Mesoscopic phenomena span length scales that are considerably larger than atomic-bond distances but are small enough that classical continuum physics with materials properties and behavior averaged over many domains, or regions 10–100 nm in size, does not apply. The involved physical processes are bridging quantum-mechanical and macroscopic-continuum materials descriptions, which makes them critically important for the design, modeling, growth, and characterization of ferroic nanostructures. Many such systems exhibit intriguing behavior with nontrivial dependence of their elastic, polar, and magnetic degrees of freedom—including domain pattern formation and evolution—on shape, size, and morphology. Additional interesting effects involve the influence of layering, composition variation, and diffusion.

This symposium brings together experts from academia, industry, and national laboratories to discuss current state-of-the-art in theoretical modeling, synthesis, characterization, processing, and applications of ferroic nanostructures, with an emphasis on the influence of morphological patterns (including domains) on physical properties and functional behavior.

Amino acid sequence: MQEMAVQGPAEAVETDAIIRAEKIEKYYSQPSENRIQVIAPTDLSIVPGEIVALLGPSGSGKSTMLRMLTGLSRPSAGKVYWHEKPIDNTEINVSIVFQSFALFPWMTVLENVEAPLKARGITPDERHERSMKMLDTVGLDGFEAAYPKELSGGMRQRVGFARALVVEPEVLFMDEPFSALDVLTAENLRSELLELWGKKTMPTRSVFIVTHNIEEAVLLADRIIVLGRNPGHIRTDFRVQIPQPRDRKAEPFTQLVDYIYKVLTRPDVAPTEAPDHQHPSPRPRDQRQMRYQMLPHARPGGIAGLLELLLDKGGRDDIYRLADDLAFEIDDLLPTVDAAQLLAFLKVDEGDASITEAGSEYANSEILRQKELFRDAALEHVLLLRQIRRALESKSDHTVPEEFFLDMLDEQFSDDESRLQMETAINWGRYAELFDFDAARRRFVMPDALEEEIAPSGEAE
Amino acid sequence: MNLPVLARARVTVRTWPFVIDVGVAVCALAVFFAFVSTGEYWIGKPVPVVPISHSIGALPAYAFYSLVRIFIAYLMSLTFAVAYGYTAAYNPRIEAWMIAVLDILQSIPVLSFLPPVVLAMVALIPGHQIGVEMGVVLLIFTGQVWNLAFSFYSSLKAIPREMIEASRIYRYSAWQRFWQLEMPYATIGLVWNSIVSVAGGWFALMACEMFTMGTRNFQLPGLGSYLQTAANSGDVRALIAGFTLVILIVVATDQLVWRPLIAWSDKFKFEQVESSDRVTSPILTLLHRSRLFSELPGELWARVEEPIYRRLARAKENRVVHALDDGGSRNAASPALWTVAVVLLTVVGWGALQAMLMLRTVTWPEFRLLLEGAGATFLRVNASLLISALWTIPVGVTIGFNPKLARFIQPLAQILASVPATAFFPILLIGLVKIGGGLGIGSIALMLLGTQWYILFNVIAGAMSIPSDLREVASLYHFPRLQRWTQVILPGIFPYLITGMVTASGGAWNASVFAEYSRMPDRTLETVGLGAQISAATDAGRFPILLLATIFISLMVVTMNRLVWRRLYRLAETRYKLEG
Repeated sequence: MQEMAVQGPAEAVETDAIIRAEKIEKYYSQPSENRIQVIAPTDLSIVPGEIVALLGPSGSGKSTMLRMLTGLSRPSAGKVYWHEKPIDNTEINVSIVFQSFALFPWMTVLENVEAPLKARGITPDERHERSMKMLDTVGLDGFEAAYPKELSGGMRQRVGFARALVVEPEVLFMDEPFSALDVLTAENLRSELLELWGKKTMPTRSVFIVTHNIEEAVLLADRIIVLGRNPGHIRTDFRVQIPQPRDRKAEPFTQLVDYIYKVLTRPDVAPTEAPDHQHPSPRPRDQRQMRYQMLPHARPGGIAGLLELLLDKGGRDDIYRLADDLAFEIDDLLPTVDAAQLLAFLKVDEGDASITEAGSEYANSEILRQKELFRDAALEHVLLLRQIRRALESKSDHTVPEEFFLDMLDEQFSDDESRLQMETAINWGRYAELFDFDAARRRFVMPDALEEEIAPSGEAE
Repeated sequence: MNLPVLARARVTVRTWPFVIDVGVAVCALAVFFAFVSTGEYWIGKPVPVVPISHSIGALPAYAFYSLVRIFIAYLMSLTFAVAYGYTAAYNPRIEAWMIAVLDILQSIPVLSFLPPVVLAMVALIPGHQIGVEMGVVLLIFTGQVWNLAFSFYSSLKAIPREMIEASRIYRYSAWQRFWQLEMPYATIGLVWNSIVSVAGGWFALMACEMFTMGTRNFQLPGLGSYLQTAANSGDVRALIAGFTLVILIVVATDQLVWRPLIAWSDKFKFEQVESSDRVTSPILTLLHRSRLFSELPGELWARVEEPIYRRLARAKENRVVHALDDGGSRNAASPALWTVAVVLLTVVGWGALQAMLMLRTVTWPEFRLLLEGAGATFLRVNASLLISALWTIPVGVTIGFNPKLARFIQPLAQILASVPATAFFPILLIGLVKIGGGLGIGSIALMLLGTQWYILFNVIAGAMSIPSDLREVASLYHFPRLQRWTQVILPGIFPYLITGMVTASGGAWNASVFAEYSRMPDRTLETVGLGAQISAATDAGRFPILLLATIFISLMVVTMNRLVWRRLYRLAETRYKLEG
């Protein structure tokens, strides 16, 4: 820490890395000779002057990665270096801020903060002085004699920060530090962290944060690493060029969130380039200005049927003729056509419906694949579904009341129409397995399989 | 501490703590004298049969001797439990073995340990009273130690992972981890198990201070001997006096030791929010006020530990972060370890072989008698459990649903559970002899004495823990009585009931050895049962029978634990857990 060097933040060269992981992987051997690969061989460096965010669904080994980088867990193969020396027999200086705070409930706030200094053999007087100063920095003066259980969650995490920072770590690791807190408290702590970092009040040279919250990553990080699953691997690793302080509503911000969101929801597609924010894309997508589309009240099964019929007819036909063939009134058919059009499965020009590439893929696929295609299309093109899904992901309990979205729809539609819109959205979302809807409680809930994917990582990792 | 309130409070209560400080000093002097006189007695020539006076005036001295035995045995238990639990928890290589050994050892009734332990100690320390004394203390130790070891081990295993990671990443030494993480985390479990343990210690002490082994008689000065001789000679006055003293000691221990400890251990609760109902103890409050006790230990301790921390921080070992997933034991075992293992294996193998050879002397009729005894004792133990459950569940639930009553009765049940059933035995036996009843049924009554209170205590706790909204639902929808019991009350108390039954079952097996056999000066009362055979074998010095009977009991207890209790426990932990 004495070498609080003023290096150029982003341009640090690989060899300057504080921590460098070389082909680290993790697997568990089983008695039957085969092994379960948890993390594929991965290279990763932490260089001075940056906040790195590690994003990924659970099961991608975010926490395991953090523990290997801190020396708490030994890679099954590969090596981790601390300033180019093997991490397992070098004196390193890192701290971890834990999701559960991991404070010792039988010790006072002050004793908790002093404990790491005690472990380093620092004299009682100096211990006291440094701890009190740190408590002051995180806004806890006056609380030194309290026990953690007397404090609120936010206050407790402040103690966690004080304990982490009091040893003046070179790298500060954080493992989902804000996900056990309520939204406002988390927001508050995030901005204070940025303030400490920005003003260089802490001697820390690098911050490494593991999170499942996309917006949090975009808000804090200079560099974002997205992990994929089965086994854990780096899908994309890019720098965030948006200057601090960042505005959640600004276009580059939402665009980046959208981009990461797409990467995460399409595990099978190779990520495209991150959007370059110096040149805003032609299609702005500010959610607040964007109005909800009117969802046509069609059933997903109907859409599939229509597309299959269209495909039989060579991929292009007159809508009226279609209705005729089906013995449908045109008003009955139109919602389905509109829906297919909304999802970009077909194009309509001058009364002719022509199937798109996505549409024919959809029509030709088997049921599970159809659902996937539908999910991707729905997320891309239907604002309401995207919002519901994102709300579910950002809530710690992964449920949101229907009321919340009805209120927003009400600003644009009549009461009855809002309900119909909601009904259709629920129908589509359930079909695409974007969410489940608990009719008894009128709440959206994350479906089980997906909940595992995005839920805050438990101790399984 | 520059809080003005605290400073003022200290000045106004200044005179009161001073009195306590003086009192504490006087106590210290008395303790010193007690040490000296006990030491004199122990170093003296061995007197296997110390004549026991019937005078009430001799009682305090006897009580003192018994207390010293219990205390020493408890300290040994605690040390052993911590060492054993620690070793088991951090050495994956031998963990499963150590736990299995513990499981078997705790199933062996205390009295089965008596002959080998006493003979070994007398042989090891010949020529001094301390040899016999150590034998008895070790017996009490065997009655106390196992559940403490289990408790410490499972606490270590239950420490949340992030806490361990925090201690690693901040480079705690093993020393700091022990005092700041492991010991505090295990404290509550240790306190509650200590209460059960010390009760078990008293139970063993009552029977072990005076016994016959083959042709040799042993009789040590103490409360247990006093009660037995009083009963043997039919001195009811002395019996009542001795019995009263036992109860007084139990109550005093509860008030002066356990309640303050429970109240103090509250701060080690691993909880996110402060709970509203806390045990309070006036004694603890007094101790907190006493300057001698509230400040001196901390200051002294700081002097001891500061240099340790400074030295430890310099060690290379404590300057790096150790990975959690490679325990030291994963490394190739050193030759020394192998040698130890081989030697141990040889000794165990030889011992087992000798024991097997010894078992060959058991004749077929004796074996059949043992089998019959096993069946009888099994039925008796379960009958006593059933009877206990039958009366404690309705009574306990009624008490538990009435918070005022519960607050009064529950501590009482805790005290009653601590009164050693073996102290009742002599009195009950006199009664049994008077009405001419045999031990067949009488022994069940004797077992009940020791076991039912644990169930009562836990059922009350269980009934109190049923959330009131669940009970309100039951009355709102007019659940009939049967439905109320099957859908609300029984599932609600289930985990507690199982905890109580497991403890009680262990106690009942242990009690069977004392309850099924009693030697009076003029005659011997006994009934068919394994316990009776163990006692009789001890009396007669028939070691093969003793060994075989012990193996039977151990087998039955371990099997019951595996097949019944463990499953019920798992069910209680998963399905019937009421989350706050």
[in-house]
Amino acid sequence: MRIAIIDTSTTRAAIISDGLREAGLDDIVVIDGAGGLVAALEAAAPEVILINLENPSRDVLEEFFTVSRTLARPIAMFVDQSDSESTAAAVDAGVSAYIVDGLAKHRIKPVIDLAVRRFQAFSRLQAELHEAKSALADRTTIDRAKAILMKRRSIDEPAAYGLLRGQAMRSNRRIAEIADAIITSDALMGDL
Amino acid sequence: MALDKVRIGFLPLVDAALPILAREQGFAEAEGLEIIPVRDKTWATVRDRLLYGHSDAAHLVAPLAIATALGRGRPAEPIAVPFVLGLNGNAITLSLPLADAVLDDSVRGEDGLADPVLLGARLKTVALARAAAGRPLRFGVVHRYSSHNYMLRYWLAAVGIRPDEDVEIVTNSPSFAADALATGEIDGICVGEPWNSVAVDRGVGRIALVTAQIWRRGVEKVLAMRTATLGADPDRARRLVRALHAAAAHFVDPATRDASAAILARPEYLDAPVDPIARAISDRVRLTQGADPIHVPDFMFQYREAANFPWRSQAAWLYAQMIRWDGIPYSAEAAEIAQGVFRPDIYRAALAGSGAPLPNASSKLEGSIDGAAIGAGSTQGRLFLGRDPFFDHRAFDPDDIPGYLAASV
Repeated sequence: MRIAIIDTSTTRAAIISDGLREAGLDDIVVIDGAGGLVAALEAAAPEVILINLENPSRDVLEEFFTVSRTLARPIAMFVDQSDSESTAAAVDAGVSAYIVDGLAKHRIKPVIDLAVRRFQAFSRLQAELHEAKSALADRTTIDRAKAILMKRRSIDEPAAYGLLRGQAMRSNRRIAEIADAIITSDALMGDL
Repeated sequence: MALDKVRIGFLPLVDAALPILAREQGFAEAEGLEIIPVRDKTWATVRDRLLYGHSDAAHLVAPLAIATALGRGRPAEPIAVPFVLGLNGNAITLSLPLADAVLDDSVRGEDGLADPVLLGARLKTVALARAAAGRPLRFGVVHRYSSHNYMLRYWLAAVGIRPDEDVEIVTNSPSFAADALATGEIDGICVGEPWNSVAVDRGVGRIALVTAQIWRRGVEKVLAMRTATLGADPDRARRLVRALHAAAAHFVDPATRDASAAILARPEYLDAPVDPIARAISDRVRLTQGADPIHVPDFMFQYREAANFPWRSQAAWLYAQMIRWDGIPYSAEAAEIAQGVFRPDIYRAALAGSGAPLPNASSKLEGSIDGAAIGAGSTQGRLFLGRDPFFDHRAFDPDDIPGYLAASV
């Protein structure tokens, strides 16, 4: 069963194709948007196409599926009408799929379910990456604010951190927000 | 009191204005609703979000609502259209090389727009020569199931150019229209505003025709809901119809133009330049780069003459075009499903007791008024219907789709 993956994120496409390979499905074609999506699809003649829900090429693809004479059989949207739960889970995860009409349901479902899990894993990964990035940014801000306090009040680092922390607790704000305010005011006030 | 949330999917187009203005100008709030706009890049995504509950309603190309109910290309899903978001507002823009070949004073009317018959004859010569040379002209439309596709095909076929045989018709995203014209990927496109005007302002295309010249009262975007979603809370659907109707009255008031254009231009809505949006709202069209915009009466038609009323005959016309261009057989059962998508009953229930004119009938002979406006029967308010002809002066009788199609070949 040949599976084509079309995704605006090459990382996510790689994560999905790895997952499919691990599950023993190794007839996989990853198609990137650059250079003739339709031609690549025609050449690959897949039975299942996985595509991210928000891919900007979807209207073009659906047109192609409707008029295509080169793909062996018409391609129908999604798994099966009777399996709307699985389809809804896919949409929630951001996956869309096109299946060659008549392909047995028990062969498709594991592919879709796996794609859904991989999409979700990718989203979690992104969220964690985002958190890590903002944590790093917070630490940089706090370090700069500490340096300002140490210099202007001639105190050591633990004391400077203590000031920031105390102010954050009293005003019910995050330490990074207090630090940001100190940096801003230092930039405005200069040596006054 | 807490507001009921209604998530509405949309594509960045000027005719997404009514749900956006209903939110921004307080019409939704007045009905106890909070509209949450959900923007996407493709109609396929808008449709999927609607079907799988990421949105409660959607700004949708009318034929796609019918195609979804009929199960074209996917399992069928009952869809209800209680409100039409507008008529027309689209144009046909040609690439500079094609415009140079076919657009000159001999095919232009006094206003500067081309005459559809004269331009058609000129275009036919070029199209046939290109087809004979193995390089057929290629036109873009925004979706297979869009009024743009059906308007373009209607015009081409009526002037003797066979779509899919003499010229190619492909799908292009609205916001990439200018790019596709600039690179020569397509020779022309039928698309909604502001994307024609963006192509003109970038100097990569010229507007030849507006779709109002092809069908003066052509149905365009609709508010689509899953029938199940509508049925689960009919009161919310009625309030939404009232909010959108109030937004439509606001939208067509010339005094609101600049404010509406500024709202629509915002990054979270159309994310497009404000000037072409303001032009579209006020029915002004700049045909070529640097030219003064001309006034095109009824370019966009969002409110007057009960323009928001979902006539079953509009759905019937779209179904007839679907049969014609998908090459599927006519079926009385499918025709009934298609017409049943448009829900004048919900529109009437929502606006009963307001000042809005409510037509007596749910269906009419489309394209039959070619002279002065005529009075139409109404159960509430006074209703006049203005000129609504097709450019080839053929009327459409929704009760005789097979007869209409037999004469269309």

Proposed sessions

This symposium will emphasize the following themes related to ferroic nanostructures:

  • Synthesis, characterization, and processing
  • Chemistry and physics of ferroic materials at mesoscale
  • Nano to micro to macro: size dependence of ferroic behavior and properties
  • Structure, dynamics, and stability of ferroic domains
  • Multiscale modeling of mesoscopic phenomena
  • Applications involving electronic, magnetic, thermal, optical, and electrochemical functionalities

 Symposium organizers